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Part III Rights to Culture, Ch.10 Culture: Articles 11(1), 12, 13(1), 15, and 34

Alexandra Xanthaki

From: The UN Declaration on the Rights of Indigenous Peoples: A Commentary

Edited By: Jessie Hohmann, Marc Weller

From: Oxford Public International Law (http://opil.ouplaw.com). (c) Oxford University Press, 2023. All Rights Reserved.date: 03 October 2023

Indigenous peoples — Self-determination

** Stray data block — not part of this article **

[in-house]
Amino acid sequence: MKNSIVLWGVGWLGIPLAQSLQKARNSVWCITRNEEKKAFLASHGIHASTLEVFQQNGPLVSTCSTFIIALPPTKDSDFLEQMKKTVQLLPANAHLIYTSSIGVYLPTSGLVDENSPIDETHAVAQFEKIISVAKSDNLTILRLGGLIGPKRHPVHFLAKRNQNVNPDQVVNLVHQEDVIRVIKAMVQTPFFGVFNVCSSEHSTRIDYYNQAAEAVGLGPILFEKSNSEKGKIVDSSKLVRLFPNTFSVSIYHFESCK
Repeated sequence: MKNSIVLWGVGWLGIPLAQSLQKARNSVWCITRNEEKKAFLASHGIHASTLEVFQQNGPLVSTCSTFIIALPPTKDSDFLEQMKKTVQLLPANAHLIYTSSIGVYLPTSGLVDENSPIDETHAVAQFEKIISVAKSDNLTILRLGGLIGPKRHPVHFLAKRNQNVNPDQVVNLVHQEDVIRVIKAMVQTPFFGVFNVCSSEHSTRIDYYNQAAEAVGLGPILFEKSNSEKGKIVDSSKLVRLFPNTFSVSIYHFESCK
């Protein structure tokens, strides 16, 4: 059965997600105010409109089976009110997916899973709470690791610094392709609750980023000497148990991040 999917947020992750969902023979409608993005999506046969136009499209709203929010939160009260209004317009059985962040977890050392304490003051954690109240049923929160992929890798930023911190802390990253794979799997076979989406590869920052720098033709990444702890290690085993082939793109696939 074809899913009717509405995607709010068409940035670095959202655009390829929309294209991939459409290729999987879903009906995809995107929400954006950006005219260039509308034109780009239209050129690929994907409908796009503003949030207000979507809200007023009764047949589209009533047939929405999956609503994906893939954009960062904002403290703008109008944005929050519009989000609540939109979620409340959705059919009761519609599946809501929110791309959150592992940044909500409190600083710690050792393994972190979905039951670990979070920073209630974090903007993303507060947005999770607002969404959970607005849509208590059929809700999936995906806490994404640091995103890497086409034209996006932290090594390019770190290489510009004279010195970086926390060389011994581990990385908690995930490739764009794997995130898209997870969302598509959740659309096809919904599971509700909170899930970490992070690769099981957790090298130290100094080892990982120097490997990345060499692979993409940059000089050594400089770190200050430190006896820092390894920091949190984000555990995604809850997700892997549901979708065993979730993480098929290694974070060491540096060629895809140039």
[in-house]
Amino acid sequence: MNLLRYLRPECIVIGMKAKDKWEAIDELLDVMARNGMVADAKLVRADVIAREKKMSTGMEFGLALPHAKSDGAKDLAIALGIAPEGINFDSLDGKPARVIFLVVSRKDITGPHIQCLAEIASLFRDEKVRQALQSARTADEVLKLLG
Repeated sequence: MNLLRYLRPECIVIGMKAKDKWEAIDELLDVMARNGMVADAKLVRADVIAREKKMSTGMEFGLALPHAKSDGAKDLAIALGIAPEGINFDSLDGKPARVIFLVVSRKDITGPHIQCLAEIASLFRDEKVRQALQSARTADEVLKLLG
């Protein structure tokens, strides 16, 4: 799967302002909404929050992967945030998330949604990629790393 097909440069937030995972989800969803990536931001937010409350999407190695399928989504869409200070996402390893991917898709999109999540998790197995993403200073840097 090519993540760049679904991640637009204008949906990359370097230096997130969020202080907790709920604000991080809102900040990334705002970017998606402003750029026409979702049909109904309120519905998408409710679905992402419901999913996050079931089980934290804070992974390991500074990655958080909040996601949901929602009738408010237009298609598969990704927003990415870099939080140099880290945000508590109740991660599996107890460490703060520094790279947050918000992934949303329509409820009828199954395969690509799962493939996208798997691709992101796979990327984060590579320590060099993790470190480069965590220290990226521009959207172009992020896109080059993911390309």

This chapter examines the rights to culture in Articles 11(1), 12, 13(1), and 34. The freedom of indigenous peoples to have their indigenous identities and cultures respected has been the main incentive for their struggle and one of the main reasons for the adoption of the United Nations Declaration on the Rights of Indigenous Peoples (UNDRIP). The recognition of indigenous cultural rights is deeply rooted in the principle of respect of the diversity and richness of their identities, the end of historical injustices committed against them, and the principle of self-determination, all of which are incorporated in the preamble of the Declaration. Unfortunately, patterns of expropriation of indigenous religious and cultural objects and neglect, even destruction of indigenous cultural manifestations, still continue. In addition, new waves of tourism beyond ‘the beaten truck’ commodify important indigenous historical and archaeological sites. It is therefore of no surprise that the protection of culture is so important in the whole text of the Declaration.

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